Chlorine-free water worries
NEW national guidelines drastically reduce the likelihood of Douglas region residents throwing back a cool glass of unchlorinated water - at least while Cairns Regional Council refuses to pay for the required maintenance of the treatment plant.
The new Australian Drinking Water Guidelines (ADWG) were sent out by the Department of Environment and Resource Management (DERM) to all councils recently detailing the impact of the updated guidelines on the Drinking Water Quality regulatory framework for councils.
At present all councils must report the detection of any substance in drinking water above the ADWG health guideline values.
Water and Waste manager of the Cairns Regional Council Bruce Gardiner said that it was “pretty much business as usual” for the way in which the council was treating and managing the water and the catchments in the region.
“The only real changes so far, that we are still working through, is a number of issues dealing with micro-organisms and an additional 130 pesticides,” Mr Gardiner said.
“And a lot of those things do not apply to our region because our water catchments are in isolated areas and do not have any pesti- cides or chemicals run into them from such practices as farming because the catchments are not near farming regions.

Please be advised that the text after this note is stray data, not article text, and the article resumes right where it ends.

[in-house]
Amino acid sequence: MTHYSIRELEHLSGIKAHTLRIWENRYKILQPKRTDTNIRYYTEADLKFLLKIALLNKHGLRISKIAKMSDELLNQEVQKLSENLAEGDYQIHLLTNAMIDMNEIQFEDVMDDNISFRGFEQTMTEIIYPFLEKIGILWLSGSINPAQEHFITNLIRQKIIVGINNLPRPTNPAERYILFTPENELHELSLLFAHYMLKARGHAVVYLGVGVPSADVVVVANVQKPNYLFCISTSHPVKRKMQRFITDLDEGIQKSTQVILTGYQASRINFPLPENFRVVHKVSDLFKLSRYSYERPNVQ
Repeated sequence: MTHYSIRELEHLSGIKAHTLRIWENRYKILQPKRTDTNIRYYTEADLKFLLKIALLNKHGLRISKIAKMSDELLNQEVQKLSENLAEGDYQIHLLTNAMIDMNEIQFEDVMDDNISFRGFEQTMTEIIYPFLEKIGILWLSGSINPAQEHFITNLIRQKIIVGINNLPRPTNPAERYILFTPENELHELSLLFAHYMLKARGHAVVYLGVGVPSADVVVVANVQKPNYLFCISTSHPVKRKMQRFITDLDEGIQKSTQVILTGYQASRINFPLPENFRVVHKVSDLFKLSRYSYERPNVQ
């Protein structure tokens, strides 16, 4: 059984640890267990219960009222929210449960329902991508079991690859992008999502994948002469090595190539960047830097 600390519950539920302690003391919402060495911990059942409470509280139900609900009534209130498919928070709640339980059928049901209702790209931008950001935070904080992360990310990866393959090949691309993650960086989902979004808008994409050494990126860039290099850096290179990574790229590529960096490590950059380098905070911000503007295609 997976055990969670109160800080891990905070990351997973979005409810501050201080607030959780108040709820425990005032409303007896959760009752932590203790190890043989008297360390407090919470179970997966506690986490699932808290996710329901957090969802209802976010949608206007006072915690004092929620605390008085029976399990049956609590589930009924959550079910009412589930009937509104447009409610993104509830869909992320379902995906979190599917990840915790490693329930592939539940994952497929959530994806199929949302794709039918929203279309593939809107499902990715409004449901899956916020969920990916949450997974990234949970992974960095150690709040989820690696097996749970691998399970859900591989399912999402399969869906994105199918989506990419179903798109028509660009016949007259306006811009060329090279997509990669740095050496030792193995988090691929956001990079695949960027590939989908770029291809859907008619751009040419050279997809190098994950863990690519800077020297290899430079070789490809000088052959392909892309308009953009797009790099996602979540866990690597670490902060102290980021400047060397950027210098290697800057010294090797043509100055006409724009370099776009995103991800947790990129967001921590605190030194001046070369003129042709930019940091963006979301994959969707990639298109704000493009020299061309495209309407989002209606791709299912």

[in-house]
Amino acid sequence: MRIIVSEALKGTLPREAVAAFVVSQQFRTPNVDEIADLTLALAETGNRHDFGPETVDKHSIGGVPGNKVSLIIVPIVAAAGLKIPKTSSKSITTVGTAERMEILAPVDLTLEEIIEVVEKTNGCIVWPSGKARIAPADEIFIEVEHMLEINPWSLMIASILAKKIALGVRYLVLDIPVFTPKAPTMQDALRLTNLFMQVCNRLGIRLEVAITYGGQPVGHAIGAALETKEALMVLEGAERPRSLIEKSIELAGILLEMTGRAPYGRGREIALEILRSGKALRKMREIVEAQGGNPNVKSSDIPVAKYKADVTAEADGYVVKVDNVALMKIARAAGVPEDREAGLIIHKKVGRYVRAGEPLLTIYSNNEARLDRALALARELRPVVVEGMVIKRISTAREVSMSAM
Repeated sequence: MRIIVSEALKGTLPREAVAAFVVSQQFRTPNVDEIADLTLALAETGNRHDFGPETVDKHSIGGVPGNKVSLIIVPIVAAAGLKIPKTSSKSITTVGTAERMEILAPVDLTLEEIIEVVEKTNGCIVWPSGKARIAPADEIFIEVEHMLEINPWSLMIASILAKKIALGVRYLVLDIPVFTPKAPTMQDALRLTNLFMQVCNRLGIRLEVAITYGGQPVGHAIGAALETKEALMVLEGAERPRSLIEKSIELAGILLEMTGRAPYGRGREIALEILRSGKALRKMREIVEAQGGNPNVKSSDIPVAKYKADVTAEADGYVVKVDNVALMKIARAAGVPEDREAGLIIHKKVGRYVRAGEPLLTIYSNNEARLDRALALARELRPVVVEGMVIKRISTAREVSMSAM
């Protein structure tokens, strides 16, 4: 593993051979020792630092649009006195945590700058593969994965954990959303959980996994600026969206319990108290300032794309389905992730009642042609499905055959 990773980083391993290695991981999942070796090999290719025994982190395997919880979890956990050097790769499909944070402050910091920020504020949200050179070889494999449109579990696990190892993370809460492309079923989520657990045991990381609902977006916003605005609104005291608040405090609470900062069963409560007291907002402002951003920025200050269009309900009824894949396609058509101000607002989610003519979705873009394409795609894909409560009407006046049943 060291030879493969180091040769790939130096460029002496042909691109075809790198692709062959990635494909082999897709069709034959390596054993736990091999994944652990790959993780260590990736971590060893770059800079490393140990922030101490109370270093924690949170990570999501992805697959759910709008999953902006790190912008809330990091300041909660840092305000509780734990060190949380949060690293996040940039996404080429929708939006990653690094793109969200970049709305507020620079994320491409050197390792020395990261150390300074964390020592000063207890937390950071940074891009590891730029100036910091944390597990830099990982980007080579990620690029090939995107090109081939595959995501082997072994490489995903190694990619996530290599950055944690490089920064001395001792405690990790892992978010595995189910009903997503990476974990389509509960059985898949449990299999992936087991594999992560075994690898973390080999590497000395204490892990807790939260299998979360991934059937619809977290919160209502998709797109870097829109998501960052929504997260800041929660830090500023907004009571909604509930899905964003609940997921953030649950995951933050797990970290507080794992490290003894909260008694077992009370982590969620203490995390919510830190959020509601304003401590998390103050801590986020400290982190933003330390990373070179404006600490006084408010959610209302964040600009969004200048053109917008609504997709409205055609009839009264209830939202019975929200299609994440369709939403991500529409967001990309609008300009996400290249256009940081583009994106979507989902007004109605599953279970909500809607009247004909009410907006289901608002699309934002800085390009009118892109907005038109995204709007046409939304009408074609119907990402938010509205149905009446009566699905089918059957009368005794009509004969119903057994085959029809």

“Our only problem is when we get heavy rain is it can wash dirt and any animal matter into the catchments but this is stopped from getting into people’s water by all of our protection systems that we have in place such as our ultra filtration, UV disinfection and chlorination systems.”
And for the many people who want their water returned to them without being chlorinated, it simply will not happen, Mr Gardiner said.
“We have taken the view (at council) we would rather be safe than sorry and chlorine is just one of the many water protection measures we use and we will continue to chlorinate the water supplies for the CRC region,” Mr Gardiner said.
Meanwhile, Australia’s preeminent water scientist Professor Don Bursill said if the integrity of the water delivery system is in doubt or cannot be guaranteed then council needs to chlorinate as one of the measures to keep drinking water safe.
“It is unfortunate that the water in the Port Douglas and Mossman regions need to be chlorinated as the water does come from pristine sources but the downside is that the water supply is prone to be heated up by the hotter environment and this can allow bacteria to creep in,” Mr Bursill said.
“But the biggest problem is that I do not think council has exhausted all attempts at finding where the system is failing and so have taken a less costly route to deliver the water.
“If treatment plants were maintained as they should be you would not have to chlorinate the water, but I would certainly not advocate its removal if the treatment plants and their delivery systems are not kept in a pristine condition.
“The use of chlorine is a proven method to stop the regrowth of bacteria once they have gotten into the water.”